Coaches Mike D'Antoni Must Channel to Make Most of L.A. Lakers

Richard Le@rle1993Contributor IIIFebruary 9, 2013

LOS ANGELES, CA - JANUARY 27:  Mike D'Antoni of the Los Angeles Lakers calls for a goaltending violation during the game against the Oklahoma City Thunder at Staples Center on January 27, 2013 in Los Angeles, California.  NOTE TO USER: User expressly acknowledges and agrees that, by downloading and or using this photograph, User is consenting to the terms and conditions of the Getty Images License Agreement.  (Photo by Harry How/Getty Images)
Harry How/Getty Images

Throughout his career, Mike D'Antoni has become known primarily for his offensive philosophy and his unwillingness to compromise on his vision. However, in order for the Los Angeles Lakers to thrive, he's going to have to alter his philosophy to reflect some of his more successful peers. 

The two coaches Mike D'Antoni has to channel in order to make the best of his roster are Phil Jackson and Greg Popovich. 

In terms of pure basketball, Popovich is an excellent template for Mike D'Antoni to mold his system after.

Popovich has always been a coach who has been in-tune with the strengths and weaknesses of his roster. 

For example, in Tim Duncan's prime, Popovich utilized a low-post oriented offense that allowed the offense to run through Duncan almost every possession.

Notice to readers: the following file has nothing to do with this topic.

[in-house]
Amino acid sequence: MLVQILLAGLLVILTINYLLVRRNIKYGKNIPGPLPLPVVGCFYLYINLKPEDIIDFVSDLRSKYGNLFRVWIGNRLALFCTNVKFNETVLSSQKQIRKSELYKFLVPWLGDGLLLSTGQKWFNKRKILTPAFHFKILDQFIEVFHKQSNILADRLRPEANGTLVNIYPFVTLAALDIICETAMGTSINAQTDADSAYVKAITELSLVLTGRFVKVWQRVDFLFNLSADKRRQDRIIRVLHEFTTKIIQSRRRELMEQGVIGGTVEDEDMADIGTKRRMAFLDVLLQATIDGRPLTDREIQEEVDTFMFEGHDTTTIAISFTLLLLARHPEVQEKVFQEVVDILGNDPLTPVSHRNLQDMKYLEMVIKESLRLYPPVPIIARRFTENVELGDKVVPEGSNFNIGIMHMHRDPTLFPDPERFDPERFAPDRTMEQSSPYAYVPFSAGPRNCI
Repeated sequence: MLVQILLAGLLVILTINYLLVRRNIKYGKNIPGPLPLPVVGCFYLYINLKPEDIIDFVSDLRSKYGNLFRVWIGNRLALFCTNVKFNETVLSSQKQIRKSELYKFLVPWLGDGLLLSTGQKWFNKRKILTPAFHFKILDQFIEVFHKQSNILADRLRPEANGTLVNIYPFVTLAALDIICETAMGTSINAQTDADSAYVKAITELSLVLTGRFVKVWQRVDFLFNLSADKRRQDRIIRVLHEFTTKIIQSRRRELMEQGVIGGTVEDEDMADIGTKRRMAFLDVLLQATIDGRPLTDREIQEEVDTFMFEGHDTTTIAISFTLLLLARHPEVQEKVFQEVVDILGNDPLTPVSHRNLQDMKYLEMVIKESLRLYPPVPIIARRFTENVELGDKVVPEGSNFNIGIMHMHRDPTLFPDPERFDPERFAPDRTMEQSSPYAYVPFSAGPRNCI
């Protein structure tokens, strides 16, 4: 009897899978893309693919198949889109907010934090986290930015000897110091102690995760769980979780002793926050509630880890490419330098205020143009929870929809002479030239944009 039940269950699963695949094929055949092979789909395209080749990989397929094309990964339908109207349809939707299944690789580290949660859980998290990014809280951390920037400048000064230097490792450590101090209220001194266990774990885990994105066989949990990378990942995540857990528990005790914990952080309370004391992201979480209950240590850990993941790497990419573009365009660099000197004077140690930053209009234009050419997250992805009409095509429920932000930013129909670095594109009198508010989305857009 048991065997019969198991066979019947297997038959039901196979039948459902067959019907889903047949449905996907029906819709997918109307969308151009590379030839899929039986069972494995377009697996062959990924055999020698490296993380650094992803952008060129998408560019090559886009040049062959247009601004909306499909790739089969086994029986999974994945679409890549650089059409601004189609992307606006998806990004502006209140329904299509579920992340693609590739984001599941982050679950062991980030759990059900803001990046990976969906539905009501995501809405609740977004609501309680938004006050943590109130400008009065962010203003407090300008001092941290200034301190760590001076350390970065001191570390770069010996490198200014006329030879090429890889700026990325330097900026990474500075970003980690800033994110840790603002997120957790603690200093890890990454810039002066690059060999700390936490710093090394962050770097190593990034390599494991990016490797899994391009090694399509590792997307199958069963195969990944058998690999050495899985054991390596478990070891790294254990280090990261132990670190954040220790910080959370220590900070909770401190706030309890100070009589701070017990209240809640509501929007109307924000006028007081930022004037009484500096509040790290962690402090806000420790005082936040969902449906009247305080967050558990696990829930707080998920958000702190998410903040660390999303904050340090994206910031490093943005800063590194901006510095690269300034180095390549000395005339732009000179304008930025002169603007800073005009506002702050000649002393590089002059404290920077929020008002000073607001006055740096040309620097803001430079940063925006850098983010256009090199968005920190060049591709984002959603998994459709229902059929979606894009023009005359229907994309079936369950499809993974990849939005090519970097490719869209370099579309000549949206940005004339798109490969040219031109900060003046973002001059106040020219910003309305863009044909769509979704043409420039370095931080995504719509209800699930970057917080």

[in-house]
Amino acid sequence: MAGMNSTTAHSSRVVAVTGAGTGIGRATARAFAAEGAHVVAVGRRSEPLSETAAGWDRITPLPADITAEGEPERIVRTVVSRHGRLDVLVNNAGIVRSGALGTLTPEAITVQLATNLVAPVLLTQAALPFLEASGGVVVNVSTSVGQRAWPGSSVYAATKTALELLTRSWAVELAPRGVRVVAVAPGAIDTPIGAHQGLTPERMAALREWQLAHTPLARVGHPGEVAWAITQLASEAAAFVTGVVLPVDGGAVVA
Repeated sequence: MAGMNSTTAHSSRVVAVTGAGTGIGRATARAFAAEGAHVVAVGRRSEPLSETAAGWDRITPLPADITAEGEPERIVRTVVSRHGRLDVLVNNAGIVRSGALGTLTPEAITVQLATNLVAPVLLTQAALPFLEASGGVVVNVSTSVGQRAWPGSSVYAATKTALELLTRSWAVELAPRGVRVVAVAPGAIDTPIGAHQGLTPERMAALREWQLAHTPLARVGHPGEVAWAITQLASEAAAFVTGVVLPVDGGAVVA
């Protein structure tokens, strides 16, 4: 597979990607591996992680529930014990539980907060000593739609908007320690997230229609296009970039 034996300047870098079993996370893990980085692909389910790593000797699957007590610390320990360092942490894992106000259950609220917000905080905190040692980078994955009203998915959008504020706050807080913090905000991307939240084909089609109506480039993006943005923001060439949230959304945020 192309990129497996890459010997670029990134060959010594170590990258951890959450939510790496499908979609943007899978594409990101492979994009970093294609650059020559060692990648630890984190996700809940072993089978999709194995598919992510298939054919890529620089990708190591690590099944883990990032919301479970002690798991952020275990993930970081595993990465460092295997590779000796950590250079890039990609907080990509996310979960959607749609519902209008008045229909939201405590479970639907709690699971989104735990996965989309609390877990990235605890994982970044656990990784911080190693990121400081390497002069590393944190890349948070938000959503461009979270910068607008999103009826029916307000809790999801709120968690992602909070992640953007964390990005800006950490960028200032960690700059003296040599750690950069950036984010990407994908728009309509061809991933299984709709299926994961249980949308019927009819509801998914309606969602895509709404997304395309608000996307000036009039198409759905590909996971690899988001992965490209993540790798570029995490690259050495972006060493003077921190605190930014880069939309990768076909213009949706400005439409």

As Duncan started to decline slowly, he handed the reins to Tony Parker and allowed him to utilize and drive-and-kick to take advantage of the myriad of shooters the San Antonio Spurs had on their roster.

As Duncan aged gracefully into more of a supportive role, Popovich sped up the pace and emphasized the transition game to save Duncan from having to struggle against younger and stronger power forwards in a half-court oriented offense.

Popovich's ability to adjust the Spurs' system based on his roster has allowed San Antonio to stay relevant throughout all of these years.

D'Antoni needs to adapt a similar mindset when adjusting his system to fit his roster. Utilizing a run-and-gun style on a team with aging veterans and injury-stricken superstars may not be the best way to maximize the talent on the roster. 

In terms of dealing with the personalities on his roster, D'Antoni has to either channel Popovich or take a page out of Jackson's book.

Either D'Antoni has to treat every player on the team equally and hold everybody accountable like Popovich or he has to be in-tune with the personalities on his team and deal with them in different ways the way the Zen Master used to. 

Jackson has won six championships dealing with a myriad of difficult personalities in Dennis Rodman, Shaquille O'Neal, Kobe Bryant and of course, Michael Jordan. 

D'Antoni's favoritism towards Dwight Howard, Steve Nash, and Kobe Bryant along with his constant chirping against Pau Gasol has clearly shown that he isn't the greatest manager of personalities. 

In order for D'Antoni to right this ship before the end of the season, he has to adjust. Although it may be too late in the season for D'Antoni to make any major adjustments to his system, perhaps properly managing the egos on the team can lead to some better basketball for the Lakers.